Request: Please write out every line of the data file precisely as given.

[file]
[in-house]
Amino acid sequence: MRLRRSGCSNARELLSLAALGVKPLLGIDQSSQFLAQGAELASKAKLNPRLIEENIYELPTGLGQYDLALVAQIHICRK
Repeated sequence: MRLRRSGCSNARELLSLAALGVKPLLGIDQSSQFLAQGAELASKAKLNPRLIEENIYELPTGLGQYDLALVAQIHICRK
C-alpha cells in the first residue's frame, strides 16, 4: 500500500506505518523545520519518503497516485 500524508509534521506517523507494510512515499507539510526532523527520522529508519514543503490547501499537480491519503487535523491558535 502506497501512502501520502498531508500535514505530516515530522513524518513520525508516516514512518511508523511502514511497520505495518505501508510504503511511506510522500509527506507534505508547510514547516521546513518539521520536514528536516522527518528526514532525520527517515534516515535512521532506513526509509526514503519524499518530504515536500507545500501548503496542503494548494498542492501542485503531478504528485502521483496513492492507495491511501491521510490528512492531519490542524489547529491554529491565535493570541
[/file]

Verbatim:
[in-house]
Amino acid sequence: MRLRRSGCSNARELLSLAALGVKPLLGIDQSSQFLAQGAELASKAKLNPRLIEENIYELPTGLGQYDLALVAQIHICRK
Repeated sequence: MRLRRSGCSNARELLSLAALGVKPLLGIDQSSQFLAQGAELASKAKLNPRLIEENIYELPTGLGQYDLALVAQIHICRK
C-alpha cells in the first residue's frame, strides 16, 4: 500500500506505518523545520519518503497516485 500524508509534521506517523507494510512515499507539510526532523527520522529508519514543503490547501499537480491519503487535523491558535 502506497501512502501520502498531508500535514505530516515530522513524518513520525508516516514512518511508523511502514511497520505495518505501508510504503511511506510522500509527506507534505508547510514547516521546513518539521520536514528536516522527518528526514532525520527517515534516515535512521532506513526509509526514503519524499518530504515536500507545500501548503496542503494548494498542492501542485503531478504528485502521483496513492492507495491511501491521510490528512492531519490542524489547529491554529491565535493570541